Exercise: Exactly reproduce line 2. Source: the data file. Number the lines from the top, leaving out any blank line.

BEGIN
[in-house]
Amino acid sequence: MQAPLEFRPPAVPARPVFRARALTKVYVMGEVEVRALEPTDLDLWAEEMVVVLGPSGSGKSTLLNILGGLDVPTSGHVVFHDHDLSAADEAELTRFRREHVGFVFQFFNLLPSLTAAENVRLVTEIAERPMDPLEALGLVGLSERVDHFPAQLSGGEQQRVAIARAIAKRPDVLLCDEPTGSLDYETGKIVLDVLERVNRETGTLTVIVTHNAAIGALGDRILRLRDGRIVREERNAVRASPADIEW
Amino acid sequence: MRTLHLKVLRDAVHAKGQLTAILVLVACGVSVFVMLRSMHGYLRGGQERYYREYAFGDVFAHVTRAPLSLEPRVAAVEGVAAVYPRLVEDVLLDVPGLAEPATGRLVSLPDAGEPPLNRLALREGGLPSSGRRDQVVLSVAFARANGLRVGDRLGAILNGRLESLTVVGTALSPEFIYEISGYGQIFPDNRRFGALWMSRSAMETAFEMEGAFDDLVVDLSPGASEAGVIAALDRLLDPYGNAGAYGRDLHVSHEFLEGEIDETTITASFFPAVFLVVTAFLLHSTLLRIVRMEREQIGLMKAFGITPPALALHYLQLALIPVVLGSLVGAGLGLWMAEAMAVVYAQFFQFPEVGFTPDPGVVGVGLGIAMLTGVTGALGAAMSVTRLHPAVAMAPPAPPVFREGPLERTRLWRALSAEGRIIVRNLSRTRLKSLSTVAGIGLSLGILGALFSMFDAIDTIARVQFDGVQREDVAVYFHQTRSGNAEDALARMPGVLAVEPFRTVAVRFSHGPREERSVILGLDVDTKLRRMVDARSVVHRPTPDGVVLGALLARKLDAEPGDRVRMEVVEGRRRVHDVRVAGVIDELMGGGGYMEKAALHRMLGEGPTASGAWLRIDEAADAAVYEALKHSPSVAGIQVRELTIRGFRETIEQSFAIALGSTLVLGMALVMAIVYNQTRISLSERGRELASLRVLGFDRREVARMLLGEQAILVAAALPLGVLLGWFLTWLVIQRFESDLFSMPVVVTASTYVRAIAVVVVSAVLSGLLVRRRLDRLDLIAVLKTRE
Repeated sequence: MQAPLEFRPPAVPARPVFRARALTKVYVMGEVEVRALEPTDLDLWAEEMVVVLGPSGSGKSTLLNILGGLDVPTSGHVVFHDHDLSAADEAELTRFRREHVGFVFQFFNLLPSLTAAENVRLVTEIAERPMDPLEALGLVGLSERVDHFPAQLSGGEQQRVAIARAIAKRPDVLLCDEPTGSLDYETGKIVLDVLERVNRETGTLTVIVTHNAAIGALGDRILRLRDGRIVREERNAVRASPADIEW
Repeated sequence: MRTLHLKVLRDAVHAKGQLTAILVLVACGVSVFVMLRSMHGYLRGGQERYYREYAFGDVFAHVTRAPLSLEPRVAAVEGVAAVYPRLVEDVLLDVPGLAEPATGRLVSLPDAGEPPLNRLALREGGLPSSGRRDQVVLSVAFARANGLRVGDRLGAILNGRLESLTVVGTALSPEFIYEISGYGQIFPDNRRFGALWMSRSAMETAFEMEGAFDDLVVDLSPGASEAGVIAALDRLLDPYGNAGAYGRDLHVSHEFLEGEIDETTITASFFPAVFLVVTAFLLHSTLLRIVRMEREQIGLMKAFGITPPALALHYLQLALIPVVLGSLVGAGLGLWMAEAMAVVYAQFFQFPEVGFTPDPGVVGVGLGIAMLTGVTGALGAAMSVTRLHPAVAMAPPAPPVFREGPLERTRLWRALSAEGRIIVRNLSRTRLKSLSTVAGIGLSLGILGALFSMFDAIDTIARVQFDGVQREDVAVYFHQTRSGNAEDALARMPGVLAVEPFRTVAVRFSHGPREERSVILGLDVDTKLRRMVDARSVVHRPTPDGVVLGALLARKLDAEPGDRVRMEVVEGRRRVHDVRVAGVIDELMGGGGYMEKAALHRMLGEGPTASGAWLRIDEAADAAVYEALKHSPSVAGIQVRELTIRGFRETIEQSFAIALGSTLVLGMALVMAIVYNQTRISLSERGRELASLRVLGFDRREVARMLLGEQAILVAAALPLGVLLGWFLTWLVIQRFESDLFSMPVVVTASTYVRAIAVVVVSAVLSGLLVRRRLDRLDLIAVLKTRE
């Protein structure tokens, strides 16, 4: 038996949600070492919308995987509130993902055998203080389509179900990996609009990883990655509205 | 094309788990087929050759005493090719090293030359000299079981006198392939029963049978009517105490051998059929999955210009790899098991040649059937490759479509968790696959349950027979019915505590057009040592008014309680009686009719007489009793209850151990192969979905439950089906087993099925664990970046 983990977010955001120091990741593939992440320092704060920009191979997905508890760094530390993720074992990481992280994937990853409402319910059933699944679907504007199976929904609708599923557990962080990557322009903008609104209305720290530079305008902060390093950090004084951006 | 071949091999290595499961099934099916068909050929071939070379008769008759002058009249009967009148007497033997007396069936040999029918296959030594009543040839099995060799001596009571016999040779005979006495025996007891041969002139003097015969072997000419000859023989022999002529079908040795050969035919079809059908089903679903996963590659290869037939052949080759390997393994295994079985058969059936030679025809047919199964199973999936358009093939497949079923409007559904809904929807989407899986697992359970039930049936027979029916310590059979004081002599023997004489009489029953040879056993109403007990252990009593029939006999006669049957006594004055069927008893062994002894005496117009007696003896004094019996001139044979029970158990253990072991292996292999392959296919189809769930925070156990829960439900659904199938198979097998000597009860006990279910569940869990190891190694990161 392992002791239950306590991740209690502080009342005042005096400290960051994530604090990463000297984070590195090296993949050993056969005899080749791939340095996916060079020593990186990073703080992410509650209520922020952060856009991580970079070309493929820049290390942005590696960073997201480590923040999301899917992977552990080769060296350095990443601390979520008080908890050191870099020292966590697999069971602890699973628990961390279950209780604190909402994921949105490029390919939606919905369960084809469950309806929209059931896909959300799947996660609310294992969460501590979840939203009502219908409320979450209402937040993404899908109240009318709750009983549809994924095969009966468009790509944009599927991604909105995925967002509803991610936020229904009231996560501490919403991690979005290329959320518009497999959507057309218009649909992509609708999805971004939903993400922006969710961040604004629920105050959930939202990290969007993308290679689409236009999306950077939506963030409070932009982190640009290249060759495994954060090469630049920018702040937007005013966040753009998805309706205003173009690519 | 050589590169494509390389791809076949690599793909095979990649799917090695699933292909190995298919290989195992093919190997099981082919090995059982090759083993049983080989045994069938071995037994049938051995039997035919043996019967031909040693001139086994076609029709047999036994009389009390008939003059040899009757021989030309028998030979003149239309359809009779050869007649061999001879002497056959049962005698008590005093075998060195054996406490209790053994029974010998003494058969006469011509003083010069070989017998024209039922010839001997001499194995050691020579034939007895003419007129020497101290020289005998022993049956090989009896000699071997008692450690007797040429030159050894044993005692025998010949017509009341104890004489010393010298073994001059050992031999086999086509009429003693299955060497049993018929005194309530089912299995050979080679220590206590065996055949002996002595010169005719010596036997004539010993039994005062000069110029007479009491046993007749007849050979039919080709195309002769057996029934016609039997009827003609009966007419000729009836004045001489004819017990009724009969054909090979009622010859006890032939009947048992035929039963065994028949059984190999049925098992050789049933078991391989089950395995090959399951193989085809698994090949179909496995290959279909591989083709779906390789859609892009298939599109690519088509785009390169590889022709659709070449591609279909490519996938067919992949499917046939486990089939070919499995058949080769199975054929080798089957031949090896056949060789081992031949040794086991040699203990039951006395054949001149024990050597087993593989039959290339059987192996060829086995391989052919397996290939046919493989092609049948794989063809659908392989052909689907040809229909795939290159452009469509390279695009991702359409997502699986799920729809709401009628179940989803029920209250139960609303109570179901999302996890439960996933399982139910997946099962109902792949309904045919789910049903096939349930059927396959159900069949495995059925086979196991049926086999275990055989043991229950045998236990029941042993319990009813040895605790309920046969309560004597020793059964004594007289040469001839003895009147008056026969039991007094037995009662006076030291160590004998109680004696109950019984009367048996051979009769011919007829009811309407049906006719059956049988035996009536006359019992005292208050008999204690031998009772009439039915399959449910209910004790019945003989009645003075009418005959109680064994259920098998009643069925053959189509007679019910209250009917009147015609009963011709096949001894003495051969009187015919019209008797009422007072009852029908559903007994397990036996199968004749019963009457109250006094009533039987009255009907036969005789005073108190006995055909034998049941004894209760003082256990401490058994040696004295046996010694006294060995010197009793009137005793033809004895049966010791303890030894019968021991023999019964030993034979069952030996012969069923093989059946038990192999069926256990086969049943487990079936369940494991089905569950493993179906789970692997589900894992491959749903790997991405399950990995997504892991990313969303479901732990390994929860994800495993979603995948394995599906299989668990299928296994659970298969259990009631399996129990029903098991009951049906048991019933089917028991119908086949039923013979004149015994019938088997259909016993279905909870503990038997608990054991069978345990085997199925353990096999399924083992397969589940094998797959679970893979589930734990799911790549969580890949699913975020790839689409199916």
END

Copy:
Amino acid sequence: MQAPLEFRPPAVPARPVFRARALTKVYVMGEVEVRALEPTDLDLWAEEMVVVLGPSGSGKSTLLNILGGLDVPTSGHVVFHDHDLSAADEAELTRFRREHVGFVFQFFNLLPSLTAAENVRLVTEIAERPMDPLEALGLVGLSERVDHFPAQLSGGEQQRVAIARAIAKRPDVLLCDEPTGSLDYETGKIVLDVLERVNRETGTLTVIVTHNAAIGALGDRILRLRDGRIVREERNAVRASPADIEW